According to Randy Trzeciak, technical manager at Carnegie Mellon University's CERT Insider Threat Center, outsiders will often use social media sites like Facebook, LinkedIn and Twitter to gather information and piece it together to look like an employee is receiving a message from someone they trust.
"I do believe [attacks] are getting more realistic-looking in terms of impersonating someone in the organization," Trzeciak said. "With the amount of information publicly available on an organization's employees, outsiders are more able to craft a message that looks authentic."
This level of authenticity can be attained by even the smallest detail, Baker said, including using a shared interest in a local sports league, based on an employee sharing an Instagram photo from a game. Trzeciak also said that it was common for attackers to impersonate someone inside the organization -- often someone from the payroll or human resources department -- because another key in socially engineering someone to unwittingly work against company security is to promise some sort of financial gain.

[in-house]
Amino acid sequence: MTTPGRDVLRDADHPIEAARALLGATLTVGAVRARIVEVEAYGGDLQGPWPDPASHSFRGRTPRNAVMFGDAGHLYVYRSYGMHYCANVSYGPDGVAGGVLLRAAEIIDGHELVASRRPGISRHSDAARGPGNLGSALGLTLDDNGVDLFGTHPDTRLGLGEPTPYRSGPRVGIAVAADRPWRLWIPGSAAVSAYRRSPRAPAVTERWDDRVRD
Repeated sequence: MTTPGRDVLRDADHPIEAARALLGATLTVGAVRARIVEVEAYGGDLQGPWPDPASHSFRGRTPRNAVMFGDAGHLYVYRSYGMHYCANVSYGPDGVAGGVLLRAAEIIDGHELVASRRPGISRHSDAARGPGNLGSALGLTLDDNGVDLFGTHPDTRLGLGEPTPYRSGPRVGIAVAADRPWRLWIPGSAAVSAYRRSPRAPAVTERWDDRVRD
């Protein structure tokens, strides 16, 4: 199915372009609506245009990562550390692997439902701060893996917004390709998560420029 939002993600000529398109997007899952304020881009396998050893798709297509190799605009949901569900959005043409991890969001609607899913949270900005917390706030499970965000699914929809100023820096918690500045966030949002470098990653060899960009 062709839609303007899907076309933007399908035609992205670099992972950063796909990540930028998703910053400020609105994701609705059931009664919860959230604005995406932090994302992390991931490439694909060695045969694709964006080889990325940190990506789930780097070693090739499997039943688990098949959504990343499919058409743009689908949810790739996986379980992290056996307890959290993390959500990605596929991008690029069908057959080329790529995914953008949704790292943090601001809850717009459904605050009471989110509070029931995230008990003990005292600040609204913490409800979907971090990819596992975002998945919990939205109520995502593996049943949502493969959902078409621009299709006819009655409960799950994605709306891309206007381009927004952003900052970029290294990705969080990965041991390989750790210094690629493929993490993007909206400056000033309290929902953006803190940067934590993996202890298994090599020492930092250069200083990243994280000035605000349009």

Security needs to catch up
As social engineering techniques get more sophisticated and attacks appear more like authentic messages, experts say that training methods need to evolve as well. Baker said that the trick to educating employees has always been to make people suspicious of these requests, but that is getting more difficult because it often isn't enough to simply have users keep an eye out for improper use of language or odd typos.
Rick Holland, principal analyst for security and risk management at Cambridge, Mass.-based Forrester Research Inc., said he is tired of seeing employees blamed for falling victim to social engineering because the attacks are getting so sophisticated that anyone would fall victim.
"On the most sophisticated attacks, they are going to get in one way or another, so detection and response is much more important," Holland said. "Enterprises need to hold email security vendors accountable. If I'm paying vendor X for an APT solution and it's consistently not catching attacks, I want to keep them accountable."